EERIE is a collaborative novel written by Blake Crouch and his brother Jordan. I refer to the author collectively as Crouch in this review. I’ve read many of Blake’s works…my favorite by far is RUN, which I reviewed here earlier. See Review for RUN. From what I can tell, crafting exceptional stories runs in the Crouch family DNA.
EERIE kept me riveted to the page until the very end. I honestly haven’t been this “chilled” or “goose bumped” by a novel since rereading Stephen King’s SALEM’S LOT after moving to Maine. I finished EERIE in a twenty-four hour period, constantly sneaking fifteen minutes here and there to get to the next scene.
I won’t retell the story in detail, though it is important to pay attention from the beginning. I love stories like this…where I often search back through the book to reread a scene for clues and hints. At one point in the book, I guarantee you will reread the first chapter. This may sound like a spoiler, but the book is so engrossing that you won’t think about it until the time has come. When it does, you’ll have that “Sixth Sense” moment, when everything falls into place.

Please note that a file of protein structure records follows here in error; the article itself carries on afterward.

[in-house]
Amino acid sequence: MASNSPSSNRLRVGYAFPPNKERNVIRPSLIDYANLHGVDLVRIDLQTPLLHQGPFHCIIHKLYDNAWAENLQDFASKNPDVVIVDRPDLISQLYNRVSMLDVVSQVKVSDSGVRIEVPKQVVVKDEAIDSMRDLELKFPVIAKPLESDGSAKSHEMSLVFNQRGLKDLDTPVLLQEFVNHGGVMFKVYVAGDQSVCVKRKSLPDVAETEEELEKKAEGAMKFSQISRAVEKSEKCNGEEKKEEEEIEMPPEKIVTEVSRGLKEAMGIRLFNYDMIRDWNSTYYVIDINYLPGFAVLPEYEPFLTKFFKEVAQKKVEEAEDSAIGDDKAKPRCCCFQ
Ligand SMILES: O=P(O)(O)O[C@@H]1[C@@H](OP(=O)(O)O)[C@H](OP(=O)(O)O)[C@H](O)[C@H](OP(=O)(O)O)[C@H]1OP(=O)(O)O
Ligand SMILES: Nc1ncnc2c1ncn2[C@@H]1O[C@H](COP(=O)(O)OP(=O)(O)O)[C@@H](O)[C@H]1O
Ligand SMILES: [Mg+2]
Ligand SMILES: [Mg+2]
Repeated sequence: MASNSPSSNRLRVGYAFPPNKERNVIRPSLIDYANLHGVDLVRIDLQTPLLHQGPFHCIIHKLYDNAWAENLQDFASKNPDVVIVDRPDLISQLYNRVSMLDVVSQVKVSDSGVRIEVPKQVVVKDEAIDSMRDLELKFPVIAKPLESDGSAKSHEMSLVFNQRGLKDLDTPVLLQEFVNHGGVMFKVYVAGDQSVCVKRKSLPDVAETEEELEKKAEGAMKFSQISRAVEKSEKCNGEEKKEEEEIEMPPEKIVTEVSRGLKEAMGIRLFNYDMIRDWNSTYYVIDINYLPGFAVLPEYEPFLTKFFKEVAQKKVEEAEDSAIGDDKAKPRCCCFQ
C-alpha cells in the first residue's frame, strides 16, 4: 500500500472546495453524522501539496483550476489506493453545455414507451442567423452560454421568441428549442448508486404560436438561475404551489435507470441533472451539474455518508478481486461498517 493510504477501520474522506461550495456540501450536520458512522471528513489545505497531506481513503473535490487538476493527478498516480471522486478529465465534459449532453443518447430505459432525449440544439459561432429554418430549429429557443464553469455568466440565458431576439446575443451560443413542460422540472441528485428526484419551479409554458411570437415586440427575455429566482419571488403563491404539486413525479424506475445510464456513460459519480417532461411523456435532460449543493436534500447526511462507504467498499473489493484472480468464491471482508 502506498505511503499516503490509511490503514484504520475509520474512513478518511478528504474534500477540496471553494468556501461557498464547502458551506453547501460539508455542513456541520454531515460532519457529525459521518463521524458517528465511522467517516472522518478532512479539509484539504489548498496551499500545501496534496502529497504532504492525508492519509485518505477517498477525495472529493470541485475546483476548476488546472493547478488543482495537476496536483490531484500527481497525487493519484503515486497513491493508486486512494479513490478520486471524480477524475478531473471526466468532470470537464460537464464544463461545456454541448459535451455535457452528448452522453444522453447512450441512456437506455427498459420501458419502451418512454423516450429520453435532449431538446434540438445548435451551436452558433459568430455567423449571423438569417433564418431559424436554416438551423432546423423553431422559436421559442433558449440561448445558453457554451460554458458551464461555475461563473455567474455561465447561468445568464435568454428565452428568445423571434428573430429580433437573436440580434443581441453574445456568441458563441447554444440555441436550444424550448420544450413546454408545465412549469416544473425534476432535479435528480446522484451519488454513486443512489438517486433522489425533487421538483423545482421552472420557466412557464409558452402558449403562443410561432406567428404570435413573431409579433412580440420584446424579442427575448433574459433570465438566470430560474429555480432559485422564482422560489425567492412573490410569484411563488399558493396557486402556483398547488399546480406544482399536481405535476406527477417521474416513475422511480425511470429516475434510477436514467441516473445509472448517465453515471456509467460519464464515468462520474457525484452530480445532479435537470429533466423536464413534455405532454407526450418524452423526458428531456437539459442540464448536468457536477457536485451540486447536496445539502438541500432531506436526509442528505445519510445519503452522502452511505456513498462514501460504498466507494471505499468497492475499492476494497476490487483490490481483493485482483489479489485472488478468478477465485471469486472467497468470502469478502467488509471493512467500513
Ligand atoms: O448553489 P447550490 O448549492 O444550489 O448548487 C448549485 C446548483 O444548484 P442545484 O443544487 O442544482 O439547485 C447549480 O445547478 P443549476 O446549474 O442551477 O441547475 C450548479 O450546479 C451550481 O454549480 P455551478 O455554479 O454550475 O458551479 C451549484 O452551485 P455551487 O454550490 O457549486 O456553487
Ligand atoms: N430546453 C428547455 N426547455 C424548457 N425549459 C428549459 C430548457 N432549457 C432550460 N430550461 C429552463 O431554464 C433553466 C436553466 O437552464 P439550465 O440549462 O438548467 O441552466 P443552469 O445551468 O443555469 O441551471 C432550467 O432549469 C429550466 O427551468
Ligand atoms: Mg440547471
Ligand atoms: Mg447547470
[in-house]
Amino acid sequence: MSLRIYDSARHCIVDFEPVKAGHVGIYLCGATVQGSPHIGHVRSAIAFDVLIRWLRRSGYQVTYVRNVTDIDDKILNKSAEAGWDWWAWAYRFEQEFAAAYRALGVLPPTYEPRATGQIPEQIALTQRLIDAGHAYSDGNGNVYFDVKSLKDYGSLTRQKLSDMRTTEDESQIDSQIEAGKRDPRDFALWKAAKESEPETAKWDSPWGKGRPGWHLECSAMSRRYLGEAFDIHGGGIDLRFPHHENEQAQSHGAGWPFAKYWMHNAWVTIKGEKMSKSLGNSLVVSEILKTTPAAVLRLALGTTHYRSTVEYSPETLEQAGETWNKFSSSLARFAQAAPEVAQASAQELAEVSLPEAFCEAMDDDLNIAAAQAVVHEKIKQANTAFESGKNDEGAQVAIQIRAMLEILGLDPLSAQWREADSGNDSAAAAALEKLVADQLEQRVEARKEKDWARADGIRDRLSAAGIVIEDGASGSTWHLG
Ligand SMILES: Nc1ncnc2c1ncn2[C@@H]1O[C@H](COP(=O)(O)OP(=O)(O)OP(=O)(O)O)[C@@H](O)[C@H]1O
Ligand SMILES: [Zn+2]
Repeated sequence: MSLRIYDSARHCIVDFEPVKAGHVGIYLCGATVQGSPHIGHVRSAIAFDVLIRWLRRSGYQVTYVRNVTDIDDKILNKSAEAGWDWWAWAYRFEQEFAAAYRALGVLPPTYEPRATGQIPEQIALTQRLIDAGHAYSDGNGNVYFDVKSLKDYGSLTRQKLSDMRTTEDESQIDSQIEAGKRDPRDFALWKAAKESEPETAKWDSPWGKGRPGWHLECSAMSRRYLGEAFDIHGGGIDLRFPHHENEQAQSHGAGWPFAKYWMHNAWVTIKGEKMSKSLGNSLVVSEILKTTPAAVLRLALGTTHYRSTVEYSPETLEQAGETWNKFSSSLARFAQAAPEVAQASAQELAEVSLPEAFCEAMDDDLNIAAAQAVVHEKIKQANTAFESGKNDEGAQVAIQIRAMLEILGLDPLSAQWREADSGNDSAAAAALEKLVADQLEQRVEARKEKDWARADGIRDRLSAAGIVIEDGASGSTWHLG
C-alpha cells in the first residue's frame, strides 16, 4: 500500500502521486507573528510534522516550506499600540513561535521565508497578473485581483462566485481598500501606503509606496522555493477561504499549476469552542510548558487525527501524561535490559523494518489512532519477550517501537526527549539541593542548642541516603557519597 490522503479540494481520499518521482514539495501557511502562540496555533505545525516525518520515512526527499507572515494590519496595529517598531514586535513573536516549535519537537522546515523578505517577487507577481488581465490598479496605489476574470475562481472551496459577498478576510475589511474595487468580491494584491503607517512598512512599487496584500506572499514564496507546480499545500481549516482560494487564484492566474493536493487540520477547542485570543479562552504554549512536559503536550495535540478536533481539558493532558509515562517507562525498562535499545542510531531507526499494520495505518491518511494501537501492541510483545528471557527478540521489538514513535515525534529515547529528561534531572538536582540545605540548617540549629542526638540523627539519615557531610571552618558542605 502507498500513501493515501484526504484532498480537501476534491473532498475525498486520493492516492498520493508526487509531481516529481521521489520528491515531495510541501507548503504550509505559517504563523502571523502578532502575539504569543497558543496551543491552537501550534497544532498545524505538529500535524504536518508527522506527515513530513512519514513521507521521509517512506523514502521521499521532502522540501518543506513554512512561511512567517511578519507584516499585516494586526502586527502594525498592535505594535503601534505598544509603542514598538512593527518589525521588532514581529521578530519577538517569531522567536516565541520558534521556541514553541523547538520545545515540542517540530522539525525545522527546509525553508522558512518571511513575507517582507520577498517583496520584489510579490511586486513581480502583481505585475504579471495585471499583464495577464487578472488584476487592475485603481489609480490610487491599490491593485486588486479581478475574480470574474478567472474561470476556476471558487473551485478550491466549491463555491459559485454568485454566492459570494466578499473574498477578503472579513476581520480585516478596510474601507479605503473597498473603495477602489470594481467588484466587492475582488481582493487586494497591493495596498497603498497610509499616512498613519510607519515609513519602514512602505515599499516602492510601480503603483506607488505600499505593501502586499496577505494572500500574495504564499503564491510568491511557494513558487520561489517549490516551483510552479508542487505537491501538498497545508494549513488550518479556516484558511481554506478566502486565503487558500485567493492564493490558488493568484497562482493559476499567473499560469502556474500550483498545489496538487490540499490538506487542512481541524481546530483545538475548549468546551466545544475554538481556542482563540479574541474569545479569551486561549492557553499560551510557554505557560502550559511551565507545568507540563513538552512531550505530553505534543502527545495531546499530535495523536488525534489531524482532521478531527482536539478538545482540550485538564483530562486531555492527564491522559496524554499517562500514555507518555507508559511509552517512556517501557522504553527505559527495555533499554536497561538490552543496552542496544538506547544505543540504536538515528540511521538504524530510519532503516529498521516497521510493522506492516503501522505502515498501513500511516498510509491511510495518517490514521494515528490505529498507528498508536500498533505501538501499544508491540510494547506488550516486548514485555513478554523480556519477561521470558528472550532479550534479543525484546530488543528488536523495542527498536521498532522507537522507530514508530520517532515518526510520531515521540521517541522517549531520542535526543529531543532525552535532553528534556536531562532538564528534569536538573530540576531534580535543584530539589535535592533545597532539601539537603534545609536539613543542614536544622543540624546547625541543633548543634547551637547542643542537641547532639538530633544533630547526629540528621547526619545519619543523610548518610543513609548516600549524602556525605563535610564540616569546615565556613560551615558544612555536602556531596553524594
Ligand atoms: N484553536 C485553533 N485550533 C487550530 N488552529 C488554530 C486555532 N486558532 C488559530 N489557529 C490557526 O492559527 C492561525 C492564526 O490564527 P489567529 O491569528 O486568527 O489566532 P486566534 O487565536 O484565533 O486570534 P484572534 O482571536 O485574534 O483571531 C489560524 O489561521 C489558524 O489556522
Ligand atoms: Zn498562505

Before that reveal, I was spellbound by the horror and darkness wrapped into the two main characters’ world. Grant and Page Moreton are estranged brother and sister, perpetual victims of tragic curveball thrown at them as children. No better off as adults, they are reunited through a menacing coincidence, which binds them together and forces them to confront an unspeakable presence.
The descriptions of the house and the presence they experience are unforgettable…and trust me…you’ll want to forget before you walk into any dark parts of your house. Many of the scenes were exponentially frightening, brought to life by Crouch’s prose and ratcheting suspense. I highly recommend that you read this book in as few sittings as possible. The imagery evoked will surface your most intimate fears. If you’ve recently come to terms with basements…get ready for some more therapy.
I rather enjoyed the ending to this book, in relation to the main reveal, however, I could have used a little more explanation of why the “original” event occurred. Why “he” was chosen for the experience. I won’t say more than that. It didn’t in the least bit diminish the experience for me. I thoroughly enjoyed Crouch’s first offering of the summer.
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